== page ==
What is Title Insurance?
Title insurance is a contract to protect an owner against losses arising through defects in the title to real estate owned. If the title is insurable, the company guarantees the owner against loss due to any defect in title or expenses in legal defense of the title pursuant to the terms of the policy.
What does Title Insurance cost?
The cost is directly related to the value of the property. The higher the value, the more coverage is needed. The premium is small compared to the total purchase price. The premium is paid only once and remains in force for as long as the property is owned by the insured and continues to protect the insured on warranties after it is sold.
How does Title Insurance protect my investment if a claim should arise?
If a claim is made against your property, title insurance will, in accordance with the terms of your policy, assure you of a legal defense—and pay all court costs and related fees. Also, if the claim proves valid, you will be reimbursed for your actual loss up to the face amount of the policy.
I thought my loan policy will protect me, true?
The loan policy protects the lender against loss due to unknown title defects. It also protects the lender's interest from certain matters, which may exist but may not be known at the time of sale.
This policy only protects the lender's interest. It does not protect you. That is why you need an owner's policy, which can be issued at the same time as the loan policy for a nominal one-time fee.
What is re-issue credit?
A Reissue Credit for Title Insurance may be available to the party responsible for the purchase of the title insurance policy if a title insurance policy has previously been issued on this property (by any title insurance company). The Reissue Credit involves a discount from our underwriter’s standard title insurance rates based on the face amount of the previous title insurance policy. To qualify for the Reissue Credit, a copy of the previous title insurance policy applicable to this property must be submitted to the processor at least three (3) days prior to closing.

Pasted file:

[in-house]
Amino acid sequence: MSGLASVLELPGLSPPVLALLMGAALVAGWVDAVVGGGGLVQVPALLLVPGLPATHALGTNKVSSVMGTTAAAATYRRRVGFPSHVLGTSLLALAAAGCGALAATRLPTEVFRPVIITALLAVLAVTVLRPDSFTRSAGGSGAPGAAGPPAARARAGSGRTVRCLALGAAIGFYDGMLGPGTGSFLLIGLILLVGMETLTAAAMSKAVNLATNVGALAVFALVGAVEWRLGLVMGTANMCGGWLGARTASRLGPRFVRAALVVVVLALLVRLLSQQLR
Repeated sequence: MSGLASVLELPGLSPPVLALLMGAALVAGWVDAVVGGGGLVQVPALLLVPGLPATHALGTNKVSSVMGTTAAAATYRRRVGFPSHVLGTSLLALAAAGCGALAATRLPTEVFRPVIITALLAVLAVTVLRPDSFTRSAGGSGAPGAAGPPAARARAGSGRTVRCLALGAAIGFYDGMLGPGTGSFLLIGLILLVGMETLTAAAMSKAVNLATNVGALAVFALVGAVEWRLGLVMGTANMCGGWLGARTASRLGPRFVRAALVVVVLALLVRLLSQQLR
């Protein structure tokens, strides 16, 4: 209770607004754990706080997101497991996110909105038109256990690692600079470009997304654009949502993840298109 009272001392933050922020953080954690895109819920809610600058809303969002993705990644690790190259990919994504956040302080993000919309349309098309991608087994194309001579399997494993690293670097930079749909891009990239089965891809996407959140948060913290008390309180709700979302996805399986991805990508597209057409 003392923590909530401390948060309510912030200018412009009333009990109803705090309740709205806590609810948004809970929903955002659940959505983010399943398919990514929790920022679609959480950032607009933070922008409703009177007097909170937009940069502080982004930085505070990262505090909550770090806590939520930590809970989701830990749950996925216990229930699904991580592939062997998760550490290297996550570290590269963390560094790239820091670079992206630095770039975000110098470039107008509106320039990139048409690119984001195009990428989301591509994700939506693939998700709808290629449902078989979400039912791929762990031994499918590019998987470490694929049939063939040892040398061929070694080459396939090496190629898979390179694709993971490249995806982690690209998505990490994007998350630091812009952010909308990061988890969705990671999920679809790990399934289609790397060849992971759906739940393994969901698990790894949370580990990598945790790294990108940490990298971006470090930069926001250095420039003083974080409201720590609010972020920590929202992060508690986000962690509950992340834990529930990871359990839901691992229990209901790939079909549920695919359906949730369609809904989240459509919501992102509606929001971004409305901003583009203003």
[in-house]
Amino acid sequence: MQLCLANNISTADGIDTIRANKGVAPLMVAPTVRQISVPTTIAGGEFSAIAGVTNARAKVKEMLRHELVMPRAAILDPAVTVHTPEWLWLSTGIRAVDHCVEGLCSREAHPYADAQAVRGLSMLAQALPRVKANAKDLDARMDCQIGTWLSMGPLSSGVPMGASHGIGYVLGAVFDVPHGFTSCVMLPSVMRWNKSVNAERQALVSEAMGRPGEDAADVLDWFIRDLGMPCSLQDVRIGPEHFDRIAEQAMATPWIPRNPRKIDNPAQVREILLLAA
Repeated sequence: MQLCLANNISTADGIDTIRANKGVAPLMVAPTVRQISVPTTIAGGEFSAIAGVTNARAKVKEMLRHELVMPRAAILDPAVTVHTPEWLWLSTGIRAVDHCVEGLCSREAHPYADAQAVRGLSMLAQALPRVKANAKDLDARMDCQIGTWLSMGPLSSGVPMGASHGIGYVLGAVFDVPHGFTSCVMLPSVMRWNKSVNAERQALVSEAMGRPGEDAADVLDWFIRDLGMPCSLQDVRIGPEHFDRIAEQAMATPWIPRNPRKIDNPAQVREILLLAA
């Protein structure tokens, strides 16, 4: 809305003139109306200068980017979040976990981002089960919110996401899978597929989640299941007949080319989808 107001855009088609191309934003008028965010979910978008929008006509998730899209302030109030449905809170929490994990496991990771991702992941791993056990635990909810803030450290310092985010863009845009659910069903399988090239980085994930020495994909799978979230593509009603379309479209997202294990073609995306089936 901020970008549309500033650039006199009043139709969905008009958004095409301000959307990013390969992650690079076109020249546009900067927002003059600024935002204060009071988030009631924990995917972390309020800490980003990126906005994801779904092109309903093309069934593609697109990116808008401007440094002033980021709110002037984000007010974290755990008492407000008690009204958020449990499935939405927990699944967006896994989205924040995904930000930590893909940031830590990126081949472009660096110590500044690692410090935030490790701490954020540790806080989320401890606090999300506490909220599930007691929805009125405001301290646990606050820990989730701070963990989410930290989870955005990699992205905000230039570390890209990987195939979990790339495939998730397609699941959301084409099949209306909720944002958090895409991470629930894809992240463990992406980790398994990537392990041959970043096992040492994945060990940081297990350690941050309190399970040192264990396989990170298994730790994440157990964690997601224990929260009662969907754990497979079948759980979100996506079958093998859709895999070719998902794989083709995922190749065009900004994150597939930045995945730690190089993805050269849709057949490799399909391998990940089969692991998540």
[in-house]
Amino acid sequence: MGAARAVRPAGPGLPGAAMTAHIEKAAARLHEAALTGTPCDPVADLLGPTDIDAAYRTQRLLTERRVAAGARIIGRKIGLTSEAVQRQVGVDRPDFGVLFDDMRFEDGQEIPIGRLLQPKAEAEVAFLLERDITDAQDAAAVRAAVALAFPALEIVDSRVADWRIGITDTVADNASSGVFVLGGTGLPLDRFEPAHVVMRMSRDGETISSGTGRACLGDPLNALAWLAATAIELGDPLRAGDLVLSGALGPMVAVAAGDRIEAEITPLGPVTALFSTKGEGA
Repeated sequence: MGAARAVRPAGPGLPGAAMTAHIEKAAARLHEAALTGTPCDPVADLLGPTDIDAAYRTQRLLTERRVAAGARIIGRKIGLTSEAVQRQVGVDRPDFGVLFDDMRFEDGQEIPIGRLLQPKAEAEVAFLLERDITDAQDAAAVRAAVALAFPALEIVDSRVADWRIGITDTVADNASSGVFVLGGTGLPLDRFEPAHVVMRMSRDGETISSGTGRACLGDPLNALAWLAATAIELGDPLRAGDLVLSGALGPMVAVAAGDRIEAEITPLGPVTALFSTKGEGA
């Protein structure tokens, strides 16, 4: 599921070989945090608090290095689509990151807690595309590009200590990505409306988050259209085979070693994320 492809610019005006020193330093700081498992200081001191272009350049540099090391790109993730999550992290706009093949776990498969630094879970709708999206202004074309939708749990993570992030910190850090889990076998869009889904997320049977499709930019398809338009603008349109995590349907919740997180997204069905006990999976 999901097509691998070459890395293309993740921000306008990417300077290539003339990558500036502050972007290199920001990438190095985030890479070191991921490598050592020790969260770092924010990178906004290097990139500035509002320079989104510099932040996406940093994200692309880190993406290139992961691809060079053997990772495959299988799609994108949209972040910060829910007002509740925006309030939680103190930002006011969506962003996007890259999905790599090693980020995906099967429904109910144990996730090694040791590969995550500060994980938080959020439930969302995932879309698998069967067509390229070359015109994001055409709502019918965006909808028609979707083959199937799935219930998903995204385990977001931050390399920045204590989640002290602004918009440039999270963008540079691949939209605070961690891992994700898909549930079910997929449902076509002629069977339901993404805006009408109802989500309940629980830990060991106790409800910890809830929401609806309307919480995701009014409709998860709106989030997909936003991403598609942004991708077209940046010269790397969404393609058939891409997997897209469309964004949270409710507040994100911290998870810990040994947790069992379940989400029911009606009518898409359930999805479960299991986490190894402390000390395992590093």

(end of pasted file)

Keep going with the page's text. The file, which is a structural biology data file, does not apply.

What is a Title Search?
A title search is a detailed examination of the historical records concerning a property. These records include deeds, court records, property and name indexes, and many other documents. The purpose of the search is to verify the seller's right to transfer ownership, and to discover any claims, defects and other rights or burdens on the property.
Why do I need a Title Search?
A title must be deemed "good and marketable" before the settlement process can continue. The results of the title search identify (among other things): the current owner of the property; any liens on it; and any limits on how an owner can use the property. Our attorneys will examine the title search report to determine what—if anything—must be done in order to clear the title to the property so that the buyer can obtain their (and lender's) goal of a "good and marketable" title.
What do I need to bring to closing?
All parties must bring valid government issued photo identification such as a driver's license or passport to the closing.
Buyers must bring sufficient certified funds. This is usually done by a cashier's or certified check. If the buyer has brought more than the amount required to the closing, SFTG will issue the buyer a check for the excess.
If you are a seller and a non-resident alien (i.e., a Foreign Person as that term is used under the IRS regulations), please immediately alert SFTG to this. If you are subject to withholding and you fail to alert us, this could delay the closing.
For sellers, nothing else is required unless you choose to have your proceeds wired into your bank account—in which case you will need to bring specific wiring instructions for the account to which the funds will be transmitted. This is most easily accomplished through a voided check or deposit slip on that account. Homeowners who are refinancing, taking cash out and wish to have the funds wired should similarly bring wiring instructions, a voided check or deposit slip to closing.